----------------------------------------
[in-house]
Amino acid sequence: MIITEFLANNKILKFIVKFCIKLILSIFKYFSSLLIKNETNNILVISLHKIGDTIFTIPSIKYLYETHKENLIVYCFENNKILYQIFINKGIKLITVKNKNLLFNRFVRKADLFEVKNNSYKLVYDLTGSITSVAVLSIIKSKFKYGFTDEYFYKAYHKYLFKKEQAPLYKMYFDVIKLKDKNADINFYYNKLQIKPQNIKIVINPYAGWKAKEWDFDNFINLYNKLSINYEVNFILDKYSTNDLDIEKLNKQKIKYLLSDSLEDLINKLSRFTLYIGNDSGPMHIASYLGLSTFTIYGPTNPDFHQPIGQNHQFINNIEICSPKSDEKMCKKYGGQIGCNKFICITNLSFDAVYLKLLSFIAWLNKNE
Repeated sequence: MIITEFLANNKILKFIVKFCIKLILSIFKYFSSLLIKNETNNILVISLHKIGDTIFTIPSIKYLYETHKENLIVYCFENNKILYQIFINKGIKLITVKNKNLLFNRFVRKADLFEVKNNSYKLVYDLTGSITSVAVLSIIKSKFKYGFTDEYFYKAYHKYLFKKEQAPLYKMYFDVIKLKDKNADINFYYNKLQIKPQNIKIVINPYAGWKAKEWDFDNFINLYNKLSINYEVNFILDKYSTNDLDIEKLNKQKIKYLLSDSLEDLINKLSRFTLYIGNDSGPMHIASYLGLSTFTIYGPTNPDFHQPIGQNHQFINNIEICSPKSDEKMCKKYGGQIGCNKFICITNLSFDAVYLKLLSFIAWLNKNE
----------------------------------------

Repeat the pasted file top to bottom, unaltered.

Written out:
[in-house]
Amino acid sequence: MIITEFLANNKILKFIVKFCIKLILSIFKYFSSLLIKNETNNILVISLHKIGDTIFTIPSIKYLYETHKENLIVYCFENNKILYQIFINKGIKLITVKNKNLLFNRFVRKADLFEVKNNSYKLVYDLTGSITSVAVLSIIKSKFKYGFTDEYFYKAYHKYLFKKEQAPLYKMYFDVIKLKDKNADINFYYNKLQIKPQNIKIVINPYAGWKAKEWDFDNFINLYNKLSINYEVNFILDKYSTNDLDIEKLNKQKIKYLLSDSLEDLINKLSRFTLYIGNDSGPMHIASYLGLSTFTIYGPTNPDFHQPIGQNHQFINNIEICSPKSDEKMCKKYGGQIGCNKFICITNLSFDAVYLKLLSFIAWLNKNE
Repeated sequence: MIITEFLANNKILKFIVKFCIKLILSIFKYFSSLLIKNETNNILVISLHKIGDTIFTIPSIKYLYETHKENLIVYCFENNKILYQIFINKGIKLITVKNKNLLFNRFVRKADLFEVKNNSYKLVYDLTGSITSVAVLSIIKSKFKYGFTDEYFYKAYHKYLFKKEQAPLYKMYFDVIKLKDKNADINFYYNKLQIKPQNIKIVINPYAGWKAKEWDFDNFINLYNKLSINYEVNFILDKYSTNDLDIEKLNKQKIKYLLSDSLEDLINKLSRFTLYIGNDSGPMHIASYLGLSTFTIYGPTNPDFHQPIGQNHQFINNIEICSPKSDEKMCKKYGGQIGCNKFICITNLSFDAVYLKLLSFIAWLNKNE